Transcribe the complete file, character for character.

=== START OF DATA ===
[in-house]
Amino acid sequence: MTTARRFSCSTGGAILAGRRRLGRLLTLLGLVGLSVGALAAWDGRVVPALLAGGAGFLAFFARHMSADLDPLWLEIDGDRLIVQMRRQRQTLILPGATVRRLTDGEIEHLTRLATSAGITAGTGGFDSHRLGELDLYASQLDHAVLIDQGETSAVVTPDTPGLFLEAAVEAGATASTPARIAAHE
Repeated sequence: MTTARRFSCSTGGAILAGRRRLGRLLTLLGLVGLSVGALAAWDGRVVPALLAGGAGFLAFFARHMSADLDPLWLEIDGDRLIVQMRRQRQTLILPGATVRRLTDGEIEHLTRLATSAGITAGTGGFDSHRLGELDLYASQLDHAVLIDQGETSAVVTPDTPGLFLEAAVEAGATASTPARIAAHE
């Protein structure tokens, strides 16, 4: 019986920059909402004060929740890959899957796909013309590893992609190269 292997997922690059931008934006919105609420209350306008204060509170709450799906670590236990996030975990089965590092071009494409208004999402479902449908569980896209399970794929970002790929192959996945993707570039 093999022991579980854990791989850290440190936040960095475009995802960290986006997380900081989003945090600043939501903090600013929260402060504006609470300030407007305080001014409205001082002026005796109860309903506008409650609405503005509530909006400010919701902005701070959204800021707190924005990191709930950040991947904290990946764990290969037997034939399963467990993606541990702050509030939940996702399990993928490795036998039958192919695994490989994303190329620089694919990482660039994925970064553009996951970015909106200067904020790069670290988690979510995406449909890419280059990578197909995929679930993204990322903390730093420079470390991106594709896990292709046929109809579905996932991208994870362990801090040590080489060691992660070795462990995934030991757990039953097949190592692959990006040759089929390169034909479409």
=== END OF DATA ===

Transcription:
[in-house]
Amino acid sequence: MTTARRFSCSTGGAILAGRRRLGRLLTLLGLVGLSVGALAAWDGRVVPALLAGGAGFLAFFARHMSADLDPLWLEIDGDRLIVQMRRQRQTLILPGATVRRLTDGEIEHLTRLATSAGITAGTGGFDSHRLGELDLYASQLDHAVLIDQGETSAVVTPDTPGLFLEAAVEAGATASTPARIAAHE
Repeated sequence: MTTARRFSCSTGGAILAGRRRLGRLLTLLGLVGLSVGALAAWDGRVVPALLAGGAGFLAFFARHMSADLDPLWLEIDGDRLIVQMRRQRQTLILPGATVRRLTDGEIEHLTRLATSAGITAGTGGFDSHRLGELDLYASQLDHAVLIDQGETSAVVTPDTPGLFLEAAVEAGATASTPARIAAHE
């Protein structure tokens, strides 16, 4: 019986920059909402004060929740890959899957796909013309590893992609190269 292997997922690059931008934006919105609420209350306008204060509170709450799906670590236990996030975990089965590092071009494409208004999402479902449908569980896209399970794929970002790929192959996945993707570039 093999022991579980854990791989850290440190936040960095475009995802960290986006997380900081989003945090600043939501903090600013929260402060504006609470300030407007305080001014409205001082002026005796109860309903506008409650609405503005509530909006400010919701902005701070959204800021707190924005990191709930950040991947904290990946764990290969037997034939399963467990993606541990702050509030939940996702399990993928490795036998039958192919695994490989994303190329620089694919990482660039994925970064553009996951970015909106200067904020790069670290988690979510995406449909890419280059990578197909995929679930993204990322903390730093420079470390991106594709896990292709046929109809579905996932991208994870362990801090040590080489060691992660070795462990995934030991757990039953097949190592692959990006040759089929390169034909479409």